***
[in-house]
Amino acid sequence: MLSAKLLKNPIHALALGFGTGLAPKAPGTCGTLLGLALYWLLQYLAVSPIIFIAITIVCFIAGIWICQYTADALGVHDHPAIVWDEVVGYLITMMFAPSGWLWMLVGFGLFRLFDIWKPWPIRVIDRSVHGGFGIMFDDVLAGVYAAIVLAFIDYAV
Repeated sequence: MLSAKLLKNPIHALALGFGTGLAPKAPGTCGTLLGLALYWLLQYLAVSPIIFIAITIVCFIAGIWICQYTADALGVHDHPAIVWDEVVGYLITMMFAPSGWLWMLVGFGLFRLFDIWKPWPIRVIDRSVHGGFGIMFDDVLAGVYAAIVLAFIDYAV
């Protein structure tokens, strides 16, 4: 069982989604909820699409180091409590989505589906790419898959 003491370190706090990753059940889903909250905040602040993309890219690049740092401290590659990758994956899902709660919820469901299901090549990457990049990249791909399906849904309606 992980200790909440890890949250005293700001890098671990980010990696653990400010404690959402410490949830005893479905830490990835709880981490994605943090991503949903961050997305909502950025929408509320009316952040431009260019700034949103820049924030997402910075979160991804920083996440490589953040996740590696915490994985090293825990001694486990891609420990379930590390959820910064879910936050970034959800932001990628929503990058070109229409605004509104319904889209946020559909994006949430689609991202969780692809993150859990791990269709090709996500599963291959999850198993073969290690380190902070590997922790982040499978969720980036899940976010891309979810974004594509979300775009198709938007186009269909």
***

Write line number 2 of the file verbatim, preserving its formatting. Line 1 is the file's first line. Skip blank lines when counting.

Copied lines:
Amino acid sequence: MLSAKLLKNPIHALALGFGTGLAPKAPGTCGTLLGLALYWLLQYLAVSPIIFIAITIVCFIAGIWICQYTADALGVHDHPAIVWDEVVGYLITMMFAPSGWLWMLVGFGLFRLFDIWKPWPIRVIDRSVHGGFGIMFDDVLAGVYAAIVLAFIDYAV